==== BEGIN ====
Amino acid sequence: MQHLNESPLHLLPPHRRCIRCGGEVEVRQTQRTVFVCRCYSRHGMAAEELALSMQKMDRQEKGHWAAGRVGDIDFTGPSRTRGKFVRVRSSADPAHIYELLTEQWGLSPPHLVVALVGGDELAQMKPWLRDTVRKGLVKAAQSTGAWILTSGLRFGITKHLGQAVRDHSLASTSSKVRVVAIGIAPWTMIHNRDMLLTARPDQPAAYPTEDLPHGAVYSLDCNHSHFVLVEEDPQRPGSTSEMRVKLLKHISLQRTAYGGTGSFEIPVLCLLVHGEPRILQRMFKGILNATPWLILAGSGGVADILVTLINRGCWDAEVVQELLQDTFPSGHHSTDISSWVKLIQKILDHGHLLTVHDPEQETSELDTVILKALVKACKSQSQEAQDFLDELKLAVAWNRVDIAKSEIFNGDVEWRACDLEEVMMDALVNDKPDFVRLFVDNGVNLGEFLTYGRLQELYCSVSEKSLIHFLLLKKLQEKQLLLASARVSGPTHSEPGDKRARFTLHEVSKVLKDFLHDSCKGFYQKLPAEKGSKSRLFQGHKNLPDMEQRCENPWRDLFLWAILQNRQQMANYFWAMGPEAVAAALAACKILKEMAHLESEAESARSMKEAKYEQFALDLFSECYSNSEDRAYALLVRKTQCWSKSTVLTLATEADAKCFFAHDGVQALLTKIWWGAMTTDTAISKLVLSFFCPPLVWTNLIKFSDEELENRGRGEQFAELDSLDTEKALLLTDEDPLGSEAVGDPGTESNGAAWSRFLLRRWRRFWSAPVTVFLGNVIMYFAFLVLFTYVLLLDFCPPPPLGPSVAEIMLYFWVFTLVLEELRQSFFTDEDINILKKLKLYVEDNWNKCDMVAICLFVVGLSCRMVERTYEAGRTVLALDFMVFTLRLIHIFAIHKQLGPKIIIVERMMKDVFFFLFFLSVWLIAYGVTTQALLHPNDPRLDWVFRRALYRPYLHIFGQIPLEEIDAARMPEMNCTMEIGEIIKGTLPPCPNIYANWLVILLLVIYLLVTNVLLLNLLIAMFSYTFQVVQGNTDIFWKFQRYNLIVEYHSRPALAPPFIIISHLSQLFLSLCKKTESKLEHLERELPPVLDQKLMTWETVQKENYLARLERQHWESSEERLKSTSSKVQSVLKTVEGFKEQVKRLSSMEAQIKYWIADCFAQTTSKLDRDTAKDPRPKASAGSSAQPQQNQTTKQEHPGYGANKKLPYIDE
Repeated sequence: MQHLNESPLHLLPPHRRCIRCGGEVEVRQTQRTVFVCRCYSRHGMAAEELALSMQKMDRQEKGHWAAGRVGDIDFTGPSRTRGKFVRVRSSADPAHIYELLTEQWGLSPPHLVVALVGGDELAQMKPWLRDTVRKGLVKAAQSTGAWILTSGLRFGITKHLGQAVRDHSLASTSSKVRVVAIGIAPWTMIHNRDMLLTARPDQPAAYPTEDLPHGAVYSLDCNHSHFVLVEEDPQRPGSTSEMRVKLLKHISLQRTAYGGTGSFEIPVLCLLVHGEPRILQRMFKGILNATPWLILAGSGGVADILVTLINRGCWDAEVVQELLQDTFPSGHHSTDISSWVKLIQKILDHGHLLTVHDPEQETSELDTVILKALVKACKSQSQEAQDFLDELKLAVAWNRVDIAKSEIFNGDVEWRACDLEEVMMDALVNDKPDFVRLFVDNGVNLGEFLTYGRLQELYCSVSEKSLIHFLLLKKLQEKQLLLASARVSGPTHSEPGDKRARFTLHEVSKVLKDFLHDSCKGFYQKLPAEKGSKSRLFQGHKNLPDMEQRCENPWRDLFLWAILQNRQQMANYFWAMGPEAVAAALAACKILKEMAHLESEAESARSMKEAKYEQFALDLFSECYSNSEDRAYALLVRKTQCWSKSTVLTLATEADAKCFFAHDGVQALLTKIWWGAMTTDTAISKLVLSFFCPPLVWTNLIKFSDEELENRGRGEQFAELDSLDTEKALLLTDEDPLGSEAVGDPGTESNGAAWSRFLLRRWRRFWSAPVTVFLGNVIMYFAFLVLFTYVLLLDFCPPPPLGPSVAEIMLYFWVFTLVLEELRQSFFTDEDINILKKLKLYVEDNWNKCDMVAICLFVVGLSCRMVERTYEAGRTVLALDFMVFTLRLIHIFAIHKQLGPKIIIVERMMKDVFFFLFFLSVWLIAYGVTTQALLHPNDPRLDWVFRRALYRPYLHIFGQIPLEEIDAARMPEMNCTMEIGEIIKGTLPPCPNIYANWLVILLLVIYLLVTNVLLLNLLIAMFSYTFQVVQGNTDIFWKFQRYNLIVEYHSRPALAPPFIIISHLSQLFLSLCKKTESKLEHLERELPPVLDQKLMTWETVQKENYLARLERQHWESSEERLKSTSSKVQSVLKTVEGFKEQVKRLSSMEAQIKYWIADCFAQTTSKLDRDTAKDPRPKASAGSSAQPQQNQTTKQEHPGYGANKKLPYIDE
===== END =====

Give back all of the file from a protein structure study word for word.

Amino acid sequence: MQHLNESPLHLLPPHRRCIRCGGEVEVRQTQRTVFVCRCYSRHGMAAEELALSMQKMDRQEKGHWAAGRVGDIDFTGPSRTRGKFVRVRSSADPAHIYELLTEQWGLSPPHLVVALVGGDELAQMKPWLRDTVRKGLVKAAQSTGAWILTSGLRFGITKHLGQAVRDHSLASTSSKVRVVAIGIAPWTMIHNRDMLLTARPDQPAAYPTEDLPHGAVYSLDCNHSHFVLVEEDPQRPGSTSEMRVKLLKHISLQRTAYGGTGSFEIPVLCLLVHGEPRILQRMFKGILNATPWLILAGSGGVADILVTLINRGCWDAEVVQELLQDTFPSGHHSTDISSWVKLIQKILDHGHLLTVHDPEQETSELDTVILKALVKACKSQSQEAQDFLDELKLAVAWNRVDIAKSEIFNGDVEWRACDLEEVMMDALVNDKPDFVRLFVDNGVNLGEFLTYGRLQELYCSVSEKSLIHFLLLKKLQEKQLLLASARVSGPTHSEPGDKRARFTLHEVSKVLKDFLHDSCKGFYQKLPAEKGSKSRLFQGHKNLPDMEQRCENPWRDLFLWAILQNRQQMANYFWAMGPEAVAAALAACKILKEMAHLESEAESARSMKEAKYEQFALDLFSECYSNSEDRAYALLVRKTQCWSKSTVLTLATEADAKCFFAHDGVQALLTKIWWGAMTTDTAISKLVLSFFCPPLVWTNLIKFSDEELENRGRGEQFAELDSLDTEKALLLTDEDPLGSEAVGDPGTESNGAAWSRFLLRRWRRFWSAPVTVFLGNVIMYFAFLVLFTYVLLLDFCPPPPLGPSVAEIMLYFWVFTLVLEELRQSFFTDEDINILKKLKLYVEDNWNKCDMVAICLFVVGLSCRMVERTYEAGRTVLALDFMVFTLRLIHIFAIHKQLGPKIIIVERMMKDVFFFLFFLSVWLIAYGVTTQALLHPNDPRLDWVFRRALYRPYLHIFGQIPLEEIDAARMPEMNCTMEIGEIIKGTLPPCPNIYANWLVILLLVIYLLVTNVLLLNLLIAMFSYTFQVVQGNTDIFWKFQRYNLIVEYHSRPALAPPFIIISHLSQLFLSLCKKTESKLEHLERELPPVLDQKLMTWETVQKENYLARLERQHWESSEERLKSTSSKVQSVLKTVEGFKEQVKRLSSMEAQIKYWIADCFAQTTSKLDRDTAKDPRPKASAGSSAQPQQNQTTKQEHPGYGANKKLPYIDE
Repeated sequence: MQHLNESPLHLLPPHRRCIRCGGEVEVRQTQRTVFVCRCYSRHGMAAEELALSMQKMDRQEKGHWAAGRVGDIDFTGPSRTRGKFVRVRSSADPAHIYELLTEQWGLSPPHLVVALVGGDELAQMKPWLRDTVRKGLVKAAQSTGAWILTSGLRFGITKHLGQAVRDHSLASTSSKVRVVAIGIAPWTMIHNRDMLLTARPDQPAAYPTEDLPHGAVYSLDCNHSHFVLVEEDPQRPGSTSEMRVKLLKHISLQRTAYGGTGSFEIPVLCLLVHGEPRILQRMFKGILNATPWLILAGSGGVADILVTLINRGCWDAEVVQELLQDTFPSGHHSTDISSWVKLIQKILDHGHLLTVHDPEQETSELDTVILKALVKACKSQSQEAQDFLDELKLAVAWNRVDIAKSEIFNGDVEWRACDLEEVMMDALVNDKPDFVRLFVDNGVNLGEFLTYGRLQELYCSVSEKSLIHFLLLKKLQEKQLLLASARVSGPTHSEPGDKRARFTLHEVSKVLKDFLHDSCKGFYQKLPAEKGSKSRLFQGHKNLPDMEQRCENPWRDLFLWAILQNRQQMANYFWAMGPEAVAAALAACKILKEMAHLESEAESARSMKEAKYEQFALDLFSECYSNSEDRAYALLVRKTQCWSKSTVLTLATEADAKCFFAHDGVQALLTKIWWGAMTTDTAISKLVLSFFCPPLVWTNLIKFSDEELENRGRGEQFAELDSLDTEKALLLTDEDPLGSEAVGDPGTESNGAAWSRFLLRRWRRFWSAPVTVFLGNVIMYFAFLVLFTYVLLLDFCPPPPLGPSVAEIMLYFWVFTLVLEELRQSFFTDEDINILKKLKLYVEDNWNKCDMVAICLFVVGLSCRMVERTYEAGRTVLALDFMVFTLRLIHIFAIHKQLGPKIIIVERMMKDVFFFLFFLSVWLIAYGVTTQALLHPNDPRLDWVFRRALYRPYLHIFGQIPLEEIDAARMPEMNCTMEIGEIIKGTLPPCPNIYANWLVILLLVIYLLVTNVLLLNLLIAMFSYTFQVVQGNTDIFWKFQRYNLIVEYHSRPALAPPFIIISHLSQLFLSLCKKTESKLEHLERELPPVLDQKLMTWETVQKENYLARLERQHWESSEERLKSTSSKVQSVLKTVEGFKEQVKRLSSMEAQIKYWIADCFAQTTSKLDRDTAKDPRPKASAGSSAQPQQNQTTKQEHPGYGANKKLPYIDE